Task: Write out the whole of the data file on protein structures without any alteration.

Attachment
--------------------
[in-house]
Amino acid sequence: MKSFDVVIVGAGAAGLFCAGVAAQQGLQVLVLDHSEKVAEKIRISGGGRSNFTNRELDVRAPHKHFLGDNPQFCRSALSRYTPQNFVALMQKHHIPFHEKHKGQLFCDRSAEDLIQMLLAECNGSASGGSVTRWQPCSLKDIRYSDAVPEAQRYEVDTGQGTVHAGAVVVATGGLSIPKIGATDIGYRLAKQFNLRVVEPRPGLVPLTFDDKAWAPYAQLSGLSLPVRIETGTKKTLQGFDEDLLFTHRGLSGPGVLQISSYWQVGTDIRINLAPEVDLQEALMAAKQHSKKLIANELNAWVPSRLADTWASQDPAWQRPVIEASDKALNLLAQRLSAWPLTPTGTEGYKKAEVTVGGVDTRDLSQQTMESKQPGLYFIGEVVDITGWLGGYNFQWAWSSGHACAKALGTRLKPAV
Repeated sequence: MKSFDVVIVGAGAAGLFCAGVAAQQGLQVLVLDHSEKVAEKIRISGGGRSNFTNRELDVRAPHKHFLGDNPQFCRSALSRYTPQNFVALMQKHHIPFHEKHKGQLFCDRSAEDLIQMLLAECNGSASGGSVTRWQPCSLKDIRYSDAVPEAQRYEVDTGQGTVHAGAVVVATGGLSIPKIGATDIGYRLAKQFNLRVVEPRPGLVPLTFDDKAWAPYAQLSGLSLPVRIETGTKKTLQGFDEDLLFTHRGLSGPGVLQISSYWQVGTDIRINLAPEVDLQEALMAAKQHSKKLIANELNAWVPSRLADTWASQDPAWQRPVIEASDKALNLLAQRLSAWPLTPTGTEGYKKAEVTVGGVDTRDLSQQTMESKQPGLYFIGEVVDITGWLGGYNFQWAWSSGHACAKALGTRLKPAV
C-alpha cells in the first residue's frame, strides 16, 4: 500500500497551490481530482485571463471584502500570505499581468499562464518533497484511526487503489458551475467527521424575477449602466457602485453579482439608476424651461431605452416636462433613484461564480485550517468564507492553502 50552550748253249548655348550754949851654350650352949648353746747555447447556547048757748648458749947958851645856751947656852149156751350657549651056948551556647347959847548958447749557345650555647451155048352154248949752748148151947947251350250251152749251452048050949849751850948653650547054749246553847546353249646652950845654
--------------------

[in-house]
Amino acid sequence: MKSFDVVIVGAGAAGLFCAGVAAQQGLQVLVLDHSEKVAEKIRISGGGRSNFTNRELDVRAPHKHFLGDNPQFCRSALSRYTPQNFVALMQKHHIPFHEKHKGQLFCDRSAEDLIQMLLAECNGSASGGSVTRWQPCSLKDIRYSDAVPEAQRYEVDTGQGTVHAGAVVVATGGLSIPKIGATDIGYRLAKQFNLRVVEPRPGLVPLTFDDKAWAPYAQLSGLSLPVRIETGTKKTLQGFDEDLLFTHRGLSGPGVLQISSYWQVGTDIRINLAPEVDLQEALMAAKQHSKKLIANELNAWVPSRLADTWASQDPAWQRPVIEASDKALNLLAQRLSAWPLTPTGTEGYKKAEVTVGGVDTRDLSQQTMESKQPGLYFIGEVVDITGWLGGYNFQWAWSSGHACAKALGTRLKPAV
Repeated sequence: MKSFDVVIVGAGAAGLFCAGVAAQQGLQVLVLDHSEKVAEKIRISGGGRSNFTNRELDVRAPHKHFLGDNPQFCRSALSRYTPQNFVALMQKHHIPFHEKHKGQLFCDRSAEDLIQMLLAECNGSASGGSVTRWQPCSLKDIRYSDAVPEAQRYEVDTGQGTVHAGAVVVATGGLSIPKIGATDIGYRLAKQFNLRVVEPRPGLVPLTFDDKAWAPYAQLSGLSLPVRIETGTKKTLQGFDEDLLFTHRGLSGPGVLQISSYWQVGTDIRINLAPEVDLQEALMAAKQHSKKLIANELNAWVPSRLADTWASQDPAWQRPVIEASDKALNLLAQRLSAWPLTPTGTEGYKKAEVTVGGVDTRDLSQQTMESKQPGLYFIGEVVDITGWLGGYNFQWAWSSGHACAKALGTRLKPAV
C-alpha cells in the first residue's frame, strides 16, 4: 500500500497551490481530482485571463471584502500570505499581468499562464518533497484511526487503489458551475467527521424575477449602466457602485453579482439608476424651461431605452416636462433613484461564480485550517468564507492553502 50552550748253249548655348550754949851654350650352949648353746747555447447556547048757748648458749947958851645856751947656852149156751350657549651056948551556647347959847548958447749557345650555647451155048352154248949752748148151947947251350250251152749251452048050949849751850948653650547054749246553847546353249646652950845654